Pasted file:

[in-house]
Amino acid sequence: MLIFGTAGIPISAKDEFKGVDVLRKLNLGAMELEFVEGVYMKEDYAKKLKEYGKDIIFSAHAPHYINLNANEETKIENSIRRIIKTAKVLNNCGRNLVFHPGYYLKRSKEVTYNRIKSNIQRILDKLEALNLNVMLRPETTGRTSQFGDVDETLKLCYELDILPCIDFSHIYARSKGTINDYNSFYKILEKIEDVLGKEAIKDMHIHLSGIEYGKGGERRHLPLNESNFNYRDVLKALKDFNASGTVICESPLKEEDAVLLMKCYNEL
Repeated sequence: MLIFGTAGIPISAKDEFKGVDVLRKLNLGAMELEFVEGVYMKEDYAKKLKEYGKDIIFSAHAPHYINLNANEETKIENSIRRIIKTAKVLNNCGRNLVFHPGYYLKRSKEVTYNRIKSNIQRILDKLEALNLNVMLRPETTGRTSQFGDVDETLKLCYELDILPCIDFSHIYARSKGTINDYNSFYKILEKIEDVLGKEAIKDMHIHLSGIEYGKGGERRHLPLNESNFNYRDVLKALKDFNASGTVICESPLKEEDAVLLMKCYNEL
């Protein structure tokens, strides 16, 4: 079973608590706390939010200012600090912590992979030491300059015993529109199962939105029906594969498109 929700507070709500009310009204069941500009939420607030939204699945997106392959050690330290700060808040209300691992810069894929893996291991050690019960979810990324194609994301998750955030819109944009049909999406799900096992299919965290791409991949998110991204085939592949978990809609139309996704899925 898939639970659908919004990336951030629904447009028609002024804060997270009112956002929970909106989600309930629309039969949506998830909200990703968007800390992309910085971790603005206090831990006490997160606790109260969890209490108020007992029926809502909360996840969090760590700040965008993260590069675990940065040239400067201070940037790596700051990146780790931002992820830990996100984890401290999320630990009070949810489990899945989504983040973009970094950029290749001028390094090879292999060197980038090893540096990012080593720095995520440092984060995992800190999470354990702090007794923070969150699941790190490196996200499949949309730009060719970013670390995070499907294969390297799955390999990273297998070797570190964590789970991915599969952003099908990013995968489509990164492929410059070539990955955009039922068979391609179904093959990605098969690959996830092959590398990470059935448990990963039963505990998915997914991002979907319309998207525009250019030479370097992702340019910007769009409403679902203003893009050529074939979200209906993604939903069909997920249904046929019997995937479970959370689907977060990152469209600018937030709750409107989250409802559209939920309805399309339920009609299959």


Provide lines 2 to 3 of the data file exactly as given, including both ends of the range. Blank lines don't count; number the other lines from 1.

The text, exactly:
Amino acid sequence: MLIFGTAGIPISAKDEFKGVDVLRKLNLGAMELEFVEGVYMKEDYAKKLKEYGKDIIFSAHAPHYINLNANEETKIENSIRRIIKTAKVLNNCGRNLVFHPGYYLKRSKEVTYNRIKSNIQRILDKLEALNLNVMLRPETTGRTSQFGDVDETLKLCYELDILPCIDFSHIYARSKGTINDYNSFYKILEKIEDVLGKEAIKDMHIHLSGIEYGKGGERRHLPLNESNFNYRDVLKALKDFNASGTVICESPLKEEDAVLLMKCYNEL
Repeated sequence: MLIFGTAGIPISAKDEFKGVDVLRKLNLGAMELEFVEGVYMKEDYAKKLKEYGKDIIFSAHAPHYINLNANEETKIENSIRRIIKTAKVLNNCGRNLVFHPGYYLKRSKEVTYNRIKSNIQRILDKLEALNLNVMLRPETTGRTSQFGDVDETLKLCYELDILPCIDFSHIYARSKGTINDYNSFYKILEKIEDVLGKEAIKDMHIHLSGIEYGKGGERRHLPLNESNFNYRDVLKALKDFNASGTVICESPLKEEDAVLLMKCYNEL